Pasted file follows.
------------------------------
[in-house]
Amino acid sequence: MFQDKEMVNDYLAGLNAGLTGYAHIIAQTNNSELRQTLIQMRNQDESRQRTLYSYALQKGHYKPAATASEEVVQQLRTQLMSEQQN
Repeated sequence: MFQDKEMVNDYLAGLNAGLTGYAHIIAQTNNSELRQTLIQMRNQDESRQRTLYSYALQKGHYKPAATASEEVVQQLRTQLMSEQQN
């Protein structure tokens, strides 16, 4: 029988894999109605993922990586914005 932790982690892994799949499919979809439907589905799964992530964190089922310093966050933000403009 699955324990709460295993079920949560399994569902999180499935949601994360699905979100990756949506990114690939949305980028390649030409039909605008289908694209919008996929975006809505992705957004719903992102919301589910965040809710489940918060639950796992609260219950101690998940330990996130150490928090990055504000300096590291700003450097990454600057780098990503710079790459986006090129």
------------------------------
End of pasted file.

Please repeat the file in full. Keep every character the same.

[in-house]
Amino acid sequence: MFQDKEMVNDYLAGLNAGLTGYAHIIAQTNNSELRQTLIQMRNQDESRQRTLYSYALQKGHYKPAATASEEVVQQLRTQLMSEQQN
Repeated sequence: MFQDKEMVNDYLAGLNAGLTGYAHIIAQTNNSELRQTLIQMRNQDESRQRTLYSYALQKGHYKPAATASEEVVQQLRTQLMSEQQN
């Protein structure tokens, strides 16, 4: 029988894999109605993922990586914005 932790982690892994799949499919979809439907589905799964992530964190089922310093966050933000403009 699955324990709460295993079920949560399994569902999180499935949601994360699905979100990756949506990114690939949305980028390649030409039909605008289908694209919008996929975006809505992705957004719903992102919301589910965040809710489940918060639950796992609260219950101690998940330990996130150490928090990055504000300096590291700003450097990454600057780098990503710079790459986006090129």